The Daily Courier from Connellsville, Pennsylvania on March 14, 1939 · Page 4
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The Daily Courier from Connellsville, Pennsylvania · Page 4

Connellsville, Pennsylvania
Issue Date:
Tuesday, March 14, 1939
Page 4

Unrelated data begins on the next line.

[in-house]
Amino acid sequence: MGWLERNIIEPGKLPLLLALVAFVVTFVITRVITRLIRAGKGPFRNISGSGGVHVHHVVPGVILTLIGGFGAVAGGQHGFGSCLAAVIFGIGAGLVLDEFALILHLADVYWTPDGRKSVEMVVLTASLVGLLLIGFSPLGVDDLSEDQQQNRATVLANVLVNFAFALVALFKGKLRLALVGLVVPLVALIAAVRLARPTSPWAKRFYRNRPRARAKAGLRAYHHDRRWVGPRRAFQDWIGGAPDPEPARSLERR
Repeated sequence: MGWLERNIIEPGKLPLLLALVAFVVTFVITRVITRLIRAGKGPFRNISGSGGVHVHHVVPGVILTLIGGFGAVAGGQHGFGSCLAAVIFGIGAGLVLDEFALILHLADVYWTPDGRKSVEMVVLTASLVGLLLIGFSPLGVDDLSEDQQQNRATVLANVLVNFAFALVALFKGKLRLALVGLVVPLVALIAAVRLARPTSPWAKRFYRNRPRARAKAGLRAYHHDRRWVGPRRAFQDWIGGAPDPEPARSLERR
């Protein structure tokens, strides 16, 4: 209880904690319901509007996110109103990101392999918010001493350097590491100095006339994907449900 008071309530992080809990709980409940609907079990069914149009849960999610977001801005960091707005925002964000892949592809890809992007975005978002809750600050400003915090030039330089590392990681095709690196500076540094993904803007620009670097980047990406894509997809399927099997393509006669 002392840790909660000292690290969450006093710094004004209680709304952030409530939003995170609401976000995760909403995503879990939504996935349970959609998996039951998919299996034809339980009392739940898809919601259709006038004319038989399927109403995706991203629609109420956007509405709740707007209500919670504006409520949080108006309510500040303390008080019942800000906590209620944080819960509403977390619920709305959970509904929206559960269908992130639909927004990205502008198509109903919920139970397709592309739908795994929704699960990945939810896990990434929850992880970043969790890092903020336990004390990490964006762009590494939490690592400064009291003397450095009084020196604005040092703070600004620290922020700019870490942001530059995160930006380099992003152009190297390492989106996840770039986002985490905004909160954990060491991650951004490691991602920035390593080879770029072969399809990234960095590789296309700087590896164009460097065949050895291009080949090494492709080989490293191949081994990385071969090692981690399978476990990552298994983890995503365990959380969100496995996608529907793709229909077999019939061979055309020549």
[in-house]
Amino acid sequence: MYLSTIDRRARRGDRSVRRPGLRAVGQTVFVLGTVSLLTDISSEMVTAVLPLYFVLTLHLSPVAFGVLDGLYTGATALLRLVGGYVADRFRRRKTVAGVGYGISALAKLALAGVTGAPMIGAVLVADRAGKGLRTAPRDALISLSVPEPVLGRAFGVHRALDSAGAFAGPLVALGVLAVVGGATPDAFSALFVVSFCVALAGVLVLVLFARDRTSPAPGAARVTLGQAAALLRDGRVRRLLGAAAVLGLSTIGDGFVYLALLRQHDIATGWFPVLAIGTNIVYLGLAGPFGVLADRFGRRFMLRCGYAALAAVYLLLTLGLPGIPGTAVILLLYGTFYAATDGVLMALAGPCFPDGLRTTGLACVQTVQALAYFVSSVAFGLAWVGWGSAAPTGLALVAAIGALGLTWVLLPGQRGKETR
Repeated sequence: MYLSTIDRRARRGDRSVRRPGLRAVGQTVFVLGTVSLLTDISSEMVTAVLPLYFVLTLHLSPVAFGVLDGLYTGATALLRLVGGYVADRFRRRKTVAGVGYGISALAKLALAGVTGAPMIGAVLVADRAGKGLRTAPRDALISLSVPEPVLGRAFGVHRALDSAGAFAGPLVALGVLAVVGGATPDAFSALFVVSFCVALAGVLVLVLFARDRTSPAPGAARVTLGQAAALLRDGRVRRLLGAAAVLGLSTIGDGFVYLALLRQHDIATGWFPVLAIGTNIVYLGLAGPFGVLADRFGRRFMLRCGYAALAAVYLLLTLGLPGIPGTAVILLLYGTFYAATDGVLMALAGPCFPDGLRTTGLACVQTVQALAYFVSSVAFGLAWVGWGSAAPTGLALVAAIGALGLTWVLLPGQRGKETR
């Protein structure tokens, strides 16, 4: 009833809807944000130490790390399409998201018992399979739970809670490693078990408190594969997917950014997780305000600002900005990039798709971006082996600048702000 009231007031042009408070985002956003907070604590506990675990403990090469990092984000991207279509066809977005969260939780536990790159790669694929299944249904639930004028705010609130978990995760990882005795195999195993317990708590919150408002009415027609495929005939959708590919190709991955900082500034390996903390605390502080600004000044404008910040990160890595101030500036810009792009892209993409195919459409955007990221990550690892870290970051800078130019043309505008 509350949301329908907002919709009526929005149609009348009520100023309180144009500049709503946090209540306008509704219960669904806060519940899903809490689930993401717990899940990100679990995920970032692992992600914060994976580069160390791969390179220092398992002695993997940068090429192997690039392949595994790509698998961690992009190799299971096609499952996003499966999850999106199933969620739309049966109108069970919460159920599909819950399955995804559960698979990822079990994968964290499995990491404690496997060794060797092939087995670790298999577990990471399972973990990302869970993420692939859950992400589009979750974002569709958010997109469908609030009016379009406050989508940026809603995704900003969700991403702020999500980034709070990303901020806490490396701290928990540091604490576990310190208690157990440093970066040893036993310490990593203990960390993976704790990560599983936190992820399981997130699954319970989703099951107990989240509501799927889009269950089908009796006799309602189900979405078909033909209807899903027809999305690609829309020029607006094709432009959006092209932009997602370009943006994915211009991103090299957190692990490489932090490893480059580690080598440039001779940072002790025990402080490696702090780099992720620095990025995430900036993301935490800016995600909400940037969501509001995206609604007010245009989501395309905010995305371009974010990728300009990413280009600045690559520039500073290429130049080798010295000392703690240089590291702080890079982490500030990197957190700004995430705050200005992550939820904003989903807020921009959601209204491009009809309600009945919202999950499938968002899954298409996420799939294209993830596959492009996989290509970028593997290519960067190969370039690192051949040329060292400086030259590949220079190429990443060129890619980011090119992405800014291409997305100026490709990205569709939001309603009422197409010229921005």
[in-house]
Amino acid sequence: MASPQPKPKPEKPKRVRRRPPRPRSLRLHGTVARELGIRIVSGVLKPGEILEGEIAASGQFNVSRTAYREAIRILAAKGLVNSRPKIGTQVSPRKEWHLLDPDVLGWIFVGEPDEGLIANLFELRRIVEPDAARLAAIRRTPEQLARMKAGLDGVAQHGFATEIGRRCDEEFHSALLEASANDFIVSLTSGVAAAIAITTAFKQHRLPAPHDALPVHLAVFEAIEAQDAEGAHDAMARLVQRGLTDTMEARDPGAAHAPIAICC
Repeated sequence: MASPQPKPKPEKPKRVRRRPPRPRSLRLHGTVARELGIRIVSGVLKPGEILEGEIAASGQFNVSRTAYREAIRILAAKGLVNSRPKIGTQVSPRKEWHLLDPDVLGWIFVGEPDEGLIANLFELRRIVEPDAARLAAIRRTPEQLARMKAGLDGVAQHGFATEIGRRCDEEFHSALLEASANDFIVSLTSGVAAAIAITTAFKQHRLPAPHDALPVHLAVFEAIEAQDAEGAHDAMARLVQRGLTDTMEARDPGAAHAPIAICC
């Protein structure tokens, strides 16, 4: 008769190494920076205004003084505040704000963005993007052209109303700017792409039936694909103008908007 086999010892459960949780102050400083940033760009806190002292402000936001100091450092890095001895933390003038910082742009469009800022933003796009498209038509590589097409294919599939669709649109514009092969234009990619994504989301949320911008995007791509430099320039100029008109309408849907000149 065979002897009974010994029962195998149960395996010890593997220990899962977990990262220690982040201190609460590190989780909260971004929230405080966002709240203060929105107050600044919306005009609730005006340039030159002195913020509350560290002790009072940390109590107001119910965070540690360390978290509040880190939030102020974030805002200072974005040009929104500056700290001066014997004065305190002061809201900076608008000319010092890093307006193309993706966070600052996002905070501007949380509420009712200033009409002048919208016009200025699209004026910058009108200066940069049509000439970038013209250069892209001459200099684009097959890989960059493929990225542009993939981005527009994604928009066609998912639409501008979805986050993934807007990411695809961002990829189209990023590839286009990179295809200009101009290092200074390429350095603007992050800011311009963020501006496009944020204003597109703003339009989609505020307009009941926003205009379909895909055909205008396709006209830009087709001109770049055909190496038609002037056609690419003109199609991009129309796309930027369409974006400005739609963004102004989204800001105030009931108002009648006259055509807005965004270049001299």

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I/AGE FODK. I'HB DAILY COURIER, CONNBL.LBV1J-,J_,1!;, f A. TUESDAY, MARCH 14, 1939. iattg (torier THE COURIER COMPANY James J, Driscoll R. A. Doncgan Walter S. Stimmel James M. Driscoll J. Wylie Driscoll Pu'ibuihe: President and General Manager Secretary^ and-Treasurer ,,. ,, , ~ ^T\. ,, Editor .. -- ._ .. - , Associate Editor Advertising and Business Manager MEMBER OF Audit Bureau of Circulations ~ . ~~~. Pennsylvania Newspaper Publishers' Association Bureau of Advertising, A. N. P. A. Served by United Press and International News Service SUBSCRIPTION RATES Two cents per copy; 50 cents per month; 35 per year, or $2.50 for six months by mail if paid in advance; 12 cents per week by carrier. Entered as second class matter at the Postoflice, Connellsville, Pa. TUESDAY EVENING, MARCH 14, 1S39 GIBX SCOUTING HAS BIRTHDAY Along with the half million others in the United States, the Girl Scouts of America of Connellsville are this week celebrating the 27th anniversary of. the organization. Girl Scouting came into being at Savannah, Ga., March 12, 1912. Its founder was Juliette Low. It has had a rapid growth, more than 2,000,000 girls passing through it in the slightly more than a quarter o£ a century. The movement has taken a firm hold in Connellsville and South Connellsville. Against four troops last year there are now seven in the two municipalities, one of the senior rank. There is also a troop ot Brownies,'who correspond to Cubs in Boy Scouting. That means the membership here has been practically doubled since the celebration o£ 1938. With the growth in numbers there will be a more elaborate program for the coming year. ' Embraced In this will be camping on a larger scale and a generally broadened field of activity. In order to raise the standard of leadership, the local council, which is in its second year, will endeavor to send all troop captains to Camp Barree, near Slate College, for an intensive training course, in May. The community bdasts of 150 registered Scouts. Others are awaiting the formality o£ registration. The women who are giving largely of their time and energy to training of the girls along useful lines of endeavor and in character building, which 3s the backbone of the movement, are doing a great work. They constitute a group of which the community may well be-proud and to which it owes a debt of gratitude for volunteer service the fruits of which will be gathered in the coming years. GEEAT TEEE SEEDLHtG DE3IAXD ,, The tremendous demand for tree seedlings raised and distributed by the Pennsylvania Department of Forests and Waters is indicated by the statement that more than 13,-000,000 seedlings and transplants will he shipped to planters throughout the State during the current season. The orders range in number from 1,000, the minimum accepted, to 60,000. All are for spring planting. While stocks of most seedlings are exhausted, the department has on hand black locust, pitch pine and Banks' pine. Considerable areas of Fayette, Westmoreland and Somerset counties have been planted in evergreens. This has been going on. for several years. One of the first to turn to reforesting was the H. C. Frick Coke Company. It planted large numbers of seedlings on idle land. ' Persons who have been unable to get supplies for the current season are advised that orders are now being booked for the spring of 1940. No inventory has been taken to determine the stock which will be available then, but the department is increasing its plantings from year to year as the demand increases. THE 1ABOB GROUP CONTROYEBSS " Whatever the motive back o£ John L.JLewis^tso-eaHed peace offer, the contending labor organizations-owe it;to themselves, to industry and business and to the publicrto thresh it out about the conference table. With'-the majority Of industries and businesses, unionization is accepted-as something that cannot_well be avoided,- Therefore it-is incumbent on the warring factions to get together so that employers wilH not be continually harassed by troubles resulting from 'disputes between the American Federation, o£ Labor and the Congress of Industrial Organizations or friction within these groups. It Is regrettable that'men of large affairs, such as' L the presidents of the two unions, should fly into rage and'dis- play a disregard for the rights of the public by so doing. The rank and file- of the unions,' also, have a right to_ demand that their interests be considered. They, too, suffer 'from the bickerings of :their leaders. As to Lewis, if'it is established he is merely baiting the opposing group, there should be some means of disciplining him. ' - STALES; OFF IN OBSERVATIONS ;Students "of international intrigue-see in the speech last week of Josef Stalin, the Soviet dictator, a gesture aimed at placating Hitler, even the possibility of,some sort of pact between the two nations. The theory- arises out of the condemnation by. Stalin of. what he called eflorts of the United States and Great Britain to embroil the two'radical peoples in war. The observers "believe Stalin wants peace, notwithstanding his boastful words about an invincible army and a big navy. If his envoys in Uncle Sam's domain would just keep him fully informed, he would know also that we want peace, nor only with Germany and Italy but with the colossus of the Old World. If it were not for the activity of some of his Reds, little thought would ever be given°to the possibility of a brush with the Stalinites. The Russian dictator ridicules the suggestion he fears the anti-Communists of Europe and Asia. Americans hope his lack of fear is well founded. That being true he holds the balance of power. KETSTOXE STATE PRODUCTION Ul Pennsylvania dairy farmers may be having troubles among themselves involving price cutting and other unethical practices, as some of their number charge, but they are coming along finely in production. The State Department of Agriculture shows the aggregate of milk as of February 1 to have been six per cent higher than a year earlier and nearly the same as the peak for that date in 1932. Likewise poultry raisers' of the Keystone State are thinking in larger figures. Producers plan to purchase and raise nine per cent more baby chicks than last year, an increase of eight per cent. There is no indication that Pennsylvanians arc concerned about crop reduction of any kind. Of course this is ao longer a New Deal state. THE GIANT'S CAUSEWAY What's What At a Glance STRENGTH FOR YOUR TASK By Earl L. Douglass, D. D. By CHARLES P. STEWART Central Press Columnist. ' WASHINGTON, Mar. 14. -- The funniest feature of German and Italian reaction to speeches at our recent Sesqulcentennial Congressional Celebration in Washington \vas embodied in the totalitarian governments' super resentment at the suggestion that Nazi-ism and Fascism, far from being anything new, simply are reversions to the dark ages, or even the pre-dark ages. Berlin and Rome are prepared lor attacks on their respective present systems; they take the position that said systems are so young and original as not yet to be understood here or in other democratic countries. But it makes 'em boil to have it intimated that they're mere copy-cats from the days of medieval despotism, the phnraohs and earlier. Japan isn't so sore, for the Japanese never have pretended, with any sincerity, to have emerged yet from the Samurai era. The Germans and the Italians, however, are driven fairly wild at the suggestion that they've retrograded by a few centuries. To be sure, their governments have issued nothing official on the subject, but their press gives plenty of voice to their feelings--and everyone is well aware that their press is as official as their governments. Once on a time, within my recollection, Germany's newspapers were nearly as independent as our own, Occasionally an editor was overhauled on a "lese majeste" charge but that was for getting too personal relative to royalty--not on general political principles. And he had a semi-fair trial; he wasn't slammed into a concentration camp without a hearing. It was a moderately free press. As for Italian journals--they were downright Iibelous. Illustratively Benito Mussolini ran a daily in Milan, and he was so anti-governmental that, as we know, he argued the nation in a revolution. But now let an Italian paper say anything against Signor Mussolini--and watch what happens to its editor. Congressman Sol Bloom. Congressman Sol Bloom of New York had more than any other single individual to do with arranging the national legislative chamber's ses- quieentennial celebration. In fact, I think he inspired it. No earlier congressional anniversary ever was celebrated. Congressman Bloom is a specialist on American history and its personalities--George Washington, adoption of the Constitution, congressional sesquicentennials. What next? He'll thir.k of something, all right. Congressman Bloom, by the way, was one o£ Mussolini's first friends in this republic, He was acquainted with Benito when the latter still was a comparatively obscure Milan newspaperman, who called himself a very advanced liberal. Sol naturally doesn't like him so well any more. Except among the "bund" folks, Iloj-r Hitler never has had any admirers here, but Signor Mussolini had a good many for a while. Ho hasn't now, though. Theie were three propositions embodied in the three essential speeches on congiessional sesquicentennial day: 3--Chief Justice Hughes summarized what the U. S. got out of independence. 2--President Roosevelt summarized what, in particular, we've got to hang onto. 3--Speaker Bankhead warned us against Nazi-ism's and Fascism's internal "dirty work," in an effort, right in our own midst, to undermine democracy. The Hughes and Roosevelt talks cail for no comment. What we got j is OK and of course we want to hang I onto it. WE NEVER GET LESS THAN WE ASK FOR "Ask, and it shall be given you. .. For everyone that asketh receiveth." The Bible nowhere says that God will give us whatever we ask for. But this it does say, that every time we ask anything of God He will give us something. There never has been and there never will be unanswered prayer. "Everyone that asXoth receiveth." It is a promise straight from the lips of our Master Himself that God hear? every prayer we offer and gives to us out of the fullness ol His Fatherly love. If we ask anything wrong, the first thing He gives us is a change of heart. If we ask for unwise things, He gives us wisdom. If we ask prematurely, He gives us patience ord understanding. We may not be conscious of the fact that He has given these gifts; but of this we can be sure, that every time we flik, God will give us something out of the fullness of His love, and that something will be whut we ourselves would want it we possessed perfect wisdom and what we will some day prize above earthly riches, )£ we persist in our prayers and seek a fuller life with God. If we ask for bread, He never Kives. us, a stone. If we ask for a fish, He never gives us a serpent If \\o ask lor an egg, Ho t never gues us a scorpion. He gives either what we ask for or something bettei--never less than what v,e ask for. All richls reserved--Babson Newspaper SIDELIGHTS The motto o£ the Girl Scouts ot America who this week celebrate the 27th anniversary of the foundation of the movement, is, like that of the Boy Scouts, "Be Prepared"; the slogan, also like the Boy Scouts, "Do a Good Turn Dally." And like the boys, the girl promises to help other people at all times; to obey the Scout laws. Ten cardinal principles arc embraced in the Scout Laws. They are: A Girl Scout's honor is to be trusted. A Girl Scout is loyal. A Girl Scout's duty is to be useful and to help others. A Girl Scout is a friend to all and a sister to every other Girl Scout. A Girl Scout is courteous. A Girl Scout is a friend to animals. A Girl Scout obeys orders. A Girl Scout is cheerful. A Girl Scout is thrifty. A Girl Scout is clean in thought, word and deed. Initiative, self-control, self-reliance and service to others and many qualities which will be most worthwhile when a girl grows to womanhood are developed by a program which centers around outdoor living, home making and community service. In their hikes and camping, Girl Scouts learn simple human needs and how to meet them; to enjoy natural recreation instead of artificial amusement, the worth and pleasure of work and lastly, nature loie. NEWS BEHIND THE NEWS By PAUL MALIGN WASHINGTON, Mar. 14.--Mr. Roosevelt compla»ned'to the press he ad never seen it pointed out in the ead of. a newspaper story that only vc out, of every 100 on relief should ot be there. Half the population .oes not know that, he said. The WPA apparently did not know I either. The President should have ncluded his relief headquarters mong those in ignorance. His complaint was made at 10:30 \. M. Friday. Late the previous af- crnoon, Works Progress Administra- or Harrington talked to the press on he same subject. "I will be willing give you something on that very hortly," he said, "but at this junc- uie it is slightly misleading . . . Jntil we get through to the end of his investigation of the need (of hose on relief rolls), we won't have the picture and anything that is vritten on it in the meantime is ikely to be misleading." ton announces in a week or 10 days that only five per cent o£ every 100 on relief are not needy. It will no doubt be an unhappy occasion for Colonel Harrington i£ he doesn't. Meanwhile the incident sheds some light on the peculiar test for the press existing in Mr. Roosevelt's mind--and also why newsmen here have aged considerably under the New Deal. The day after the President spoke, WPA was still saying its investiga- i would not be ocmpleted for a week or 10 days and that no figures could be accurate until the study was completed. All inquiries were met with a copy of Harrington's previous statement. This apparently explains why Mr. Roosevelt has not read it in the press, but it does not explain how VTr. Roosevelt and the other half of the enlightened population (his estimate) were enlightened, or--as Colonel Harrington puts it--"misled." Perhaps it will turn out all right in the end if Colonel Harring- Three of the outstanding railroad legislators in Congress are now agreeing privately there can be no major railroad legislation. The boys have not been able to get together, they say. The latest Lea bill setting up a transportation hoard is not likely to get anywhere in the Senate. (Two leading senators refused to sponsor it.) Trouble within the situation is as extensive as you could imagine. Rail managers cannot get together with the bankers and neither can they get together with railway labor and vice versa. The President has his ideas, Senator Wheeler has others, and there are halt a dozen self-ap- ointed experts in the Senate pulling half dozen different ways. Two minor steps probably will be nacted, (a) repeal of land grant ates to the railroads and (b) some ort of Federal regulation of water- r ay traffic (either in the ICC or Maritime Commission.) The Baltimore Ohio Cooperativ Traffic Organization and the Ladie Auxiliary invite you, Mr. and Mr John Public, to the Y. M. C. A. to morrow afternoon at 2 o'clock to hear C. Vernon Thomas talk about the New York World's Fair. He has lot to say, if what the Rotarlans and Kiw,inians got recently is a sample. The lecture he gives is illustrated by slides oE the fair, which is scheduled to open May 1. Fumes from a hot water heater in a bathroom are blamed for the death last Saturday at Jearmette of Miss Mary Tiberio, 24, stenographer for the Westmoreland County Assistance Board at Creensbuig. "Molly" had gone to take a bath. Just a few minutes later, when a member of the family called her for lunch, she was dead. Such tragedies are not common but they give warning ot the danger that may lie in a defective or improperly adjusuted gas heater anywhere in the home. As Others Think WHY BL.AME THE TREES? (Latrobe Bulletin.) The New Jersey State Senate went ght ahead, confirming the governor's appointment of young Frank Hague, Jr., as a lay judge o£ the Court o{ Errors and Appeals, notwithstanding all the objections that had been made, and notwithstanding the threat of Samuel Rushmore, wealthy inventor, to chop down everyone o£ the 1,000 trees growing upon his fine estate at PlainBeld, as well as to tear down his handsome residence stone by stone. T 1 . e threat by Mr. Rushmore illustrates the degree of the feeling aroused among some of the citizens of the state over the strange course taken by Governor Moore to "please FranVjs daddy." But why he should pick upon the poor trees in venting his anger and his disgust remains inexplicable, except upon the ground that inventors are a bit queer sometimes. Mr. Rushmore, who is 67 years of age, is declared to be posssessed of 85 patents, ranging from electric starting devices on automobiles to searchlights and depth bombs used by the United States Navy. It is said that recently he perfected a device for ''steam-cooling" automobiles, which may bring drastic changes in automotive power design. One might wish that the inventor would turn the cooling device upon his own head, before setting the ihoppers to work cutting down'th pler.did trees which grew around his lome, Mr. Rushmore should take heed o he thought that the trees, it allowed o grow, will outlast the new judge and will be adding beauty to Plain field and to New Jersey, long alte he young man will have moved on to something else. The inventor, in addition to vowin :hat he will have all the trees cu down and his house demolished, ston by stone, threatens to leave New Jer :ey because "Hague is the law." Come on over to Pennsylvania, Mr Hushmore. But allow the trees t stand. Irwin's last veteran of the War of the States as the South would rather have us call it, Daniel T. Marsh, was laid away Saturday afternoon with full military honors. He was in his 94ih year. Veterans of Foreign Wars and the American Legion joined in paying tribute to a grand old man. Comrade Marsh was an honorary member of the V. F. W. In their home making activities the Scouts are taught to find fun and interest in household tasks which often are considered dull and tiresome. The patrol system, with its self-government and group activities, fits its rrtembers for taking part in a'fTairs of life in later years. It also gives them a wholesome interest in community affairs. Group competition and group cooperation in dozens of activities transform the more or less difficult :ob of learning to live usefully and happily into a fascinating game. Tile foregoing is the program of the more than 150 Girl Scouts in Connellsville and South Connellsville, under the direction of a group of earnest a n d self-sacrificing women. Just as boys become better Today was of the ideal kind for the makers of maple sugar and syrup ·frosty in the moming, with a warm sun following. The alternate freezing and thawing produce good runs of sap. The bane of the producer in a continued warm spell. This season has been fairly good, the owneis of gloves say. There has been a flood of naturalizations among the movie folks The latest to become an American citizen will be Marlene Dietrich German star, who go- her seconc papers. Bui in London, Louise Browne, American-born actiess, became a British subject, saying she would lathei stey on the London stage, where age means nothing, than flght for a living in New York 01 Hollywood where youth commands a premium. Letters to The Editor Sditor, The Courier: Why is it that if there is a disaste in a foreign country, such as th earthquake in Chile or a famine ir China, that the Red Cross and even the Government sends them help-food, clothing, money? But when w have a local disaster, it is up to th people of the immediate locality t remedy it after paying their dollar to the Red Cross to help sufferers ir foreign countries. I think charity should begin home. ' ' O. H. SHALLENBERGEE Vanderbill, Pa. What the Administration is up to, talking about building Latin American warships in U. S. yards, is ,ot quite clear. It cannot be done. anyone with one foot Inside knows lat, including Foreign Relations Chairman Pittman and acting State Secretary Welles, who are doing the alking. The navy yards are now working t utmost capacity and have orders nough from the U. S. building pro- sram to keep them busy another our or five years. The private yards are nearly as heavily pressed. Shortage of building facilities is so ibyious that revival of defunct old vartime yards is being considered. Jeflciency in technical personnel is the drawback. But the Navy could not even spare time or space to build ight cruisers or destroyers tor anyone else, as the Bremerton and Mare sland yards on the coast, devoted to this lighter type o£ work, are as lull as the others. Messrs. Pittman and Welles must Continued on Page Eight Stray Thoughts By S M DeHUTF ' A lot of folks besides myself leel the University at Pittsburgh dropped he wrong pilot. Heaven knows I'm not attempting to offer advice, but iust between you and me, wouldn't it better lor all concerned if Mr. Roosevelt would remember that he's President of the United States of America--not the united states of the world? Who the dickens forced a copy of the Pitt News inside of a tightly locked, iron bound private locker, down where L work? -The least that can be said for those Luzerne county New Dealers »s that they weren't pikers wnen it came to spending taxpayers' money. If you've ever seen Dr. C. W. Utts, physician and sportsman, without a toby, you've seen more than I have. And who hung a card on a local dentist's office door, reading "Vassar 20, Pitt. 0?" A terrible cold prevented adding my attendance to our town's "widow's mite" exhibition of Americanism-at the High School last Friday evening. Seems almost unbelievable that in such a short space of time, the dictatorial demeanor of "Democrat members of our State Legislature could degenerate into one of plain childish, mule-ish stubbornness. Just who's sponsoring Amos 'n' Andy right now--a soup making concern or the New York World's Fair? For a while last Friday night it looked as if our police would experiment with tear' gas bombs. From all reports, Paul Gantz, a West Side youth, sang exceptionally well over the radio last Sunday afternoon. Here's something you'll be tickled to death to know-Guatemala declared its independence 118 years ago today. Let's go to press. Repiesentative John J. Finneity, Philadelphia Democrat, wants legislators to have authouty to maks ar- yourjg citizens under the direction | rests. He introduced a bill to amend the definition of "peace offlcei" to m- of the scoutmasters, with the cooperation of the troop committees and the district council, so the Gi-l Scouts build for useful womanhood under the leaders of the seven troops here and at South Connellsville. elude members of the General Assembly State taxpayers, however, would be better satisfied if the Gen- ON WINTER'S BACKBONE I'd say It s 'bout time again When prophets, look for writing men To say by every, sign and token This winter's backbone has been broken Always* about this time of ear Such optimistic chaps appear And always \\e are promptly snowed lip By storms the omens hadn't sho^Rti up. Thifa bright piediction never vanes. Though almost forty Februaries And early 'Marclies, seers and bagcb Have asked for space on inside pages To prophesy an early spring, When soon the birds would start lo sing. And always has a blizzard trailed them. Somehow, It faeemed, the signs had failed Yet when I wake some morning pleasant To find the old prediction present And read the line the sage lias spoken: "Backbone ol winter real'y broken 1" Again I'll joyously receive H, Applaud and htruggle to believe it. eral Assembly was filled w:th men , Although deep in ir mind I'm knowing capable of oc-irg legislatois, MTomoriow I shall find it bnosving. DAVIDSON'S , "Meet Me at Davidson's" 2 pc. basque suit. New pastels. 12- · 7.95 Exclusive That's you . . . in our clever young clothes! All smart, low-priced surprises for every occasion!